On October 16, the Board of Governors of the Federal Reserve System (the “Federal Reserve”) issued its summary instructions and guidance  (the “CCAR 2015 Instructions”) for its supervisory Comprehensive Capital Analysis and Review program for 2015 (“CCAR 2015”) applicable to bank holding companies with $50 billion or more of total consolidated assets (“Covered BHCs”). Thirty-one institutions will participate in CCAR 2015, including the 30 Covered BHCs  that participated in CCAR in 2014, as well as one institution that is new to the program. 
Posts Tagged ‘Stress tests’
On March 26th, the Federal Reserve (Fed) announced the results of its annual Comprehensive Capital Analysis and Review (CCAR).  This year the Fed assessed the capital plans of 30 bank holding companies (BHCs)—12 more than last year—and objected to five plans (four due to deficiencies in the quality of capital planning process, and one for falling below quantitative minimum capital ratios). Two other US BHCs had to “take a mulligan” and quickly resubmit their plans with reduced capital actions to remain above the quantitative floors.
On March 20, 2014, the Federal Reserve announced the summary results of the Dodd-Frank Act 2014 supervisory stress tests for the 30 largest U.S. banking organizations. The results demonstrate the sharply enhanced capital strength and resiliency of the U.S. banking system. Under an “extreme stress scenario”, these U.S. banking organizations could absorb an extraordinary downturn in “pre-provision net revenues” and an unprecedented level of loan losses and still maintain capital levels well above minimum regulatory requirements and almost 40% above the actual capital ratios in 2009.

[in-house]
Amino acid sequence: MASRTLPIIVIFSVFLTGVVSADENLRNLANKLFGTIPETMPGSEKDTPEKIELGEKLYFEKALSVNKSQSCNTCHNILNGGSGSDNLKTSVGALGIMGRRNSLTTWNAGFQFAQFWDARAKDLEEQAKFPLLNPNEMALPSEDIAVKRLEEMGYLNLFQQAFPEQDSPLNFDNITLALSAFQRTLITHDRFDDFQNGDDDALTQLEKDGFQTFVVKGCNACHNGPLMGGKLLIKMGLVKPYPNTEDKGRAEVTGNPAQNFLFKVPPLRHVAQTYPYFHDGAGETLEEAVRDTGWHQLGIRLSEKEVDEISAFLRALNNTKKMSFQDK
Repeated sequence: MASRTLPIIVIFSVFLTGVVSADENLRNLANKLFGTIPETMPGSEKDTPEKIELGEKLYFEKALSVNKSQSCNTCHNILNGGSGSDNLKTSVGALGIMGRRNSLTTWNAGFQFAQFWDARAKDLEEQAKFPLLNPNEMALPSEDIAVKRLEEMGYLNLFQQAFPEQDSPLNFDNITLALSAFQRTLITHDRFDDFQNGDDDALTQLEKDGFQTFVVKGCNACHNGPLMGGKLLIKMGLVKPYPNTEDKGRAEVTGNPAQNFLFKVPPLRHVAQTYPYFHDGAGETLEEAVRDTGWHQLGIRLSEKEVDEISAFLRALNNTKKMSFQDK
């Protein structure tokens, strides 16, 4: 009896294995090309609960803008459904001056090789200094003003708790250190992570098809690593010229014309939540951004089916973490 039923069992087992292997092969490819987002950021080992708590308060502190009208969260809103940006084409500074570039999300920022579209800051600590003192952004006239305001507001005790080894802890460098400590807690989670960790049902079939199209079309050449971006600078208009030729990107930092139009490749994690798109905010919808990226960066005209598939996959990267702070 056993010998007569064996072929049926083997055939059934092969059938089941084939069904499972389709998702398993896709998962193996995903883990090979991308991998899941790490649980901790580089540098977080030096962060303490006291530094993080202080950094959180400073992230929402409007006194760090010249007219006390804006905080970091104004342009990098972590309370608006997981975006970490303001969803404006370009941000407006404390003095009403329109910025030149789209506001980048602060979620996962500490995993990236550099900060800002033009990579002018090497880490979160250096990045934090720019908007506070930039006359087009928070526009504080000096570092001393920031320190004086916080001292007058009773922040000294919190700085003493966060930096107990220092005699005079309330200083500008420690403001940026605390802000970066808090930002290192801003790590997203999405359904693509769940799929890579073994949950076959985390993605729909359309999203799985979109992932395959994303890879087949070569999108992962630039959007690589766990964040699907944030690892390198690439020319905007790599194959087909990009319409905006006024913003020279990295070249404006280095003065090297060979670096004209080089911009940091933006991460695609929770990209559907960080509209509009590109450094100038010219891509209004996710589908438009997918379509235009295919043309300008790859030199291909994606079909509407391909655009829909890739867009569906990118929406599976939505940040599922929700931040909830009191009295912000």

U.S. banking regulation resembles a cat-and-mouse game of industry change and regulatory response. Often, a crisis or industry innovation will lead to a new regulatory regime. Past regulatory regimes have included geographic restrictions, activity restrictions, disclosure mandates, risk management rules, and capital requirements. But the recently enacted Dodd-Frank Act introduced a new strain of banking-industry supervision: regulation by hypothetical. Regulation by hypothetical refers to rules that require banks to predict future crises and weaknesses. Those predictions—which by definition are speculative—become the basis for regulatory intervention. Two illustrative instances of this regulation were codified in Dodd-Frank: stress tests and living wills. They are two pillars on which Dodd-Frank builds to manage risk in systemically important financial institutions (SIFIs).  As I argue in my forthcoming article, regulation by hypothetical in Dodd-Frank should be abandoned for three reasons: it relies on a faulty premise, tasks an agency with a conflicted mission, and likely exacerbates the moral hazards involved with governmental sponsorship of private institutions. Because of these weaknesses, the regulation-by-hypothetical regime must be either abandoned (my first choice) or strengthened. One way to strengthen these hypothetical scenarios would be to conduct financial war games.